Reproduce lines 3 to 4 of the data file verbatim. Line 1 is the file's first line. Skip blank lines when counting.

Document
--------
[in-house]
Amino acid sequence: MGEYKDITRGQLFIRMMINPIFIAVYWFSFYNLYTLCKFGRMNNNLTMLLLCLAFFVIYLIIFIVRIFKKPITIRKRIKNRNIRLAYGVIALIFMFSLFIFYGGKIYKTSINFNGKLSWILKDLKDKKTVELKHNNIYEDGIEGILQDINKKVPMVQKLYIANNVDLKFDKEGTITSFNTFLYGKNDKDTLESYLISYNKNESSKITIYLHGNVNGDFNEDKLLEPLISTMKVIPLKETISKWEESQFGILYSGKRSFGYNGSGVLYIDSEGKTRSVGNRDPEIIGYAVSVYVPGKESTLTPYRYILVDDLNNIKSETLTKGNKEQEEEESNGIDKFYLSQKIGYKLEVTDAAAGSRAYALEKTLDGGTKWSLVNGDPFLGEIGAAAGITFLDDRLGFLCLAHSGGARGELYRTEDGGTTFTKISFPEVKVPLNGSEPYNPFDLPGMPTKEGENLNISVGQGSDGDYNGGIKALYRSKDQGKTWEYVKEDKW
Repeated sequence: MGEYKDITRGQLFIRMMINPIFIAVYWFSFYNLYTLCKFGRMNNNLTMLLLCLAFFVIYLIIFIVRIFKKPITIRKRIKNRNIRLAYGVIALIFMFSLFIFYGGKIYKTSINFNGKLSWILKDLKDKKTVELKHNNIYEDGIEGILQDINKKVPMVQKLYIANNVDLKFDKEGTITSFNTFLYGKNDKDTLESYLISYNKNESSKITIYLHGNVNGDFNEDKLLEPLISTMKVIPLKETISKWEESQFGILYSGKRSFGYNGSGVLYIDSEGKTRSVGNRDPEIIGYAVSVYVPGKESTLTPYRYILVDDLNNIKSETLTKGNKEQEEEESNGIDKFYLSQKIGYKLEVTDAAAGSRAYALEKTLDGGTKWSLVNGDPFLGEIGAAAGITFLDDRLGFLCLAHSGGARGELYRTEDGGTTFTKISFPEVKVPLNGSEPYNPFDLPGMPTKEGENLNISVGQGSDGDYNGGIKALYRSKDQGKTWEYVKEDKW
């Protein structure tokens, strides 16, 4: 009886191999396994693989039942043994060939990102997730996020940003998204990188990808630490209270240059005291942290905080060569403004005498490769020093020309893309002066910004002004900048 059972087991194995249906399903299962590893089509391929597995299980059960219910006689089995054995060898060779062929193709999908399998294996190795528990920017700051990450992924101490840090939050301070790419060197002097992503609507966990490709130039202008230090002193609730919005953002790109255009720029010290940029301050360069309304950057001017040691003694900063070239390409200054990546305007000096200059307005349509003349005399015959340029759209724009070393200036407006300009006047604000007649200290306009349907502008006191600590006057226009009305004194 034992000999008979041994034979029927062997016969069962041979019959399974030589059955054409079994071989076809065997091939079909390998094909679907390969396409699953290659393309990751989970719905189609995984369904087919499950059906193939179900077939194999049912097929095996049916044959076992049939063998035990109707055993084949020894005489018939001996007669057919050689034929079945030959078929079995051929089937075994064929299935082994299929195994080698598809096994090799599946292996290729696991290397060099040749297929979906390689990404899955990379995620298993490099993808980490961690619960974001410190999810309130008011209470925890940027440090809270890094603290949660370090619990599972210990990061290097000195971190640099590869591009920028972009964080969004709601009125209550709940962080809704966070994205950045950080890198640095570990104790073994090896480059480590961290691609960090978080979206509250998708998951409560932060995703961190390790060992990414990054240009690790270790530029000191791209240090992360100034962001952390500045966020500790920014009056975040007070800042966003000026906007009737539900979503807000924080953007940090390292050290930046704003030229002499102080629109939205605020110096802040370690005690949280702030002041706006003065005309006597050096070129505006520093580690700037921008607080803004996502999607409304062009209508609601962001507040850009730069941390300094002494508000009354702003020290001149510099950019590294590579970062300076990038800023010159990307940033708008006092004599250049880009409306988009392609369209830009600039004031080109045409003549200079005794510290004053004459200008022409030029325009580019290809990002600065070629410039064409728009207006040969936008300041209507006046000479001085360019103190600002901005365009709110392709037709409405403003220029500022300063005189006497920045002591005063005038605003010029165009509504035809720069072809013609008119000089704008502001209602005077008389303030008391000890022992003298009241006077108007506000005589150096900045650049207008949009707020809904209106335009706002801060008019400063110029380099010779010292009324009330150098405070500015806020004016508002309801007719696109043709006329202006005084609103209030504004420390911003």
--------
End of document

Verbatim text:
Repeated sequence: MGEYKDITRGQLFIRMMINPIFIAVYWFSFYNLYTLCKFGRMNNNLTMLLLCLAFFVIYLIIFIVRIFKKPITIRKRIKNRNIRLAYGVIALIFMFSLFIFYGGKIYKTSINFNGKLSWILKDLKDKKTVELKHNNIYEDGIEGILQDINKKVPMVQKLYIANNVDLKFDKEGTITSFNTFLYGKNDKDTLESYLISYNKNESSKITIYLHGNVNGDFNEDKLLEPLISTMKVIPLKETISKWEESQFGILYSGKRSFGYNGSGVLYIDSEGKTRSVGNRDPEIIGYAVSVYVPGKESTLTPYRYILVDDLNNIKSETLTKGNKEQEEEESNGIDKFYLSQKIGYKLEVTDAAAGSRAYALEKTLDGGTKWSLVNGDPFLGEIGAAAGITFLDDRLGFLCLAHSGGARGELYRTEDGGTTFTKISFPEVKVPLNGSEPYNPFDLPGMPTKEGENLNISVGQGSDGDYNGGIKALYRSKDQGKTWEYVKEDKW
């Protein structure tokens, strides 16, 4: 009886191999396994693989039942043994060939990102997730996020940003998204990188990808630490209270240059005291942290905080060569403004005498490769020093020309893309002066910004002004900048 059972087991194995249906399903299962590893089509391929597995299980059960219910006689089995054995060898060779062929193709999908399998294996190795528990920017700051990450992924101490840090939050301070790419060197002097992503609507966990490709130039202008230090002193609730919005953002790109255009720029010290940029301050360069309304950057001017040691003694900063070239390409200054990546305007000096200059307005349509003349005399015959340029759209724009070393200036407006300009006047604000007649200290306009349907502008006191600590006057226009009305004194 034992000999008979041994034979029927062997016969069962041979019959399974030589059955054409079994071989076809065997091939079909390998094909679907390969396409699953290659393309990751989970719905189609995984369904087919499950059906193939179900077939194999049912097929095996049916044959076992049939063998035990109707055993084949020894005489018939001996007669057919050689034929079945030959078929079995051929089937075994064929299935082994299929195994080698598809096994090799599946292996290729696991290397060099040749297929979906390689990404899955990379995620298993490099993808980490961690619960974001410190999810309130008011209470925890940027440090809270890094603290949660370090619990599972210990990061290097000195971190640099590869591009920028972009964080969004709601009125209550709940962080809704966070994205950045950080890198640095570990104790073994090896480059480590961290691609960090978080979206509250998708998951409560932060995703961190390790060992990414990054240009690790270790530029000191791209240090992360100034962001952390500045966020500790920014009056975040007070800042966003000026906007009737539900979503807000924080953007940090390292050290930046704003030229002499102080629109939205605020110096802040370690005690949280702030002041706006003065005309006597050096070129505006520093580690700037921008607080803004996502999607409304062009209508609601962001507040850009730069941390300094002494508000009354702003020290001149510099950019590294590579970062300076990038800023010159990307940033708008006092004599250049880009409306988009392609369209830009600039004031080109045409003549200079005794510290004053004459200008022409030029325009580019290809990002600065070629410039064409728009207006040969936008300041209507006046000479001085360019103190600002901005365009709110392709037709409405403003220029500022300063005189006497920045002591005063005038605003010029165009509504035809720069072809013609008119000089704008502001209602005077008389303030008391000890022992003298009241006077108007506000005589150096900045650049207008949009707020809904209106335009706002801060008019400063110029380099010779010292009324009330150098405070500015806020004016508002309801007719696109043709006329202006005084609103209030504004420390911003």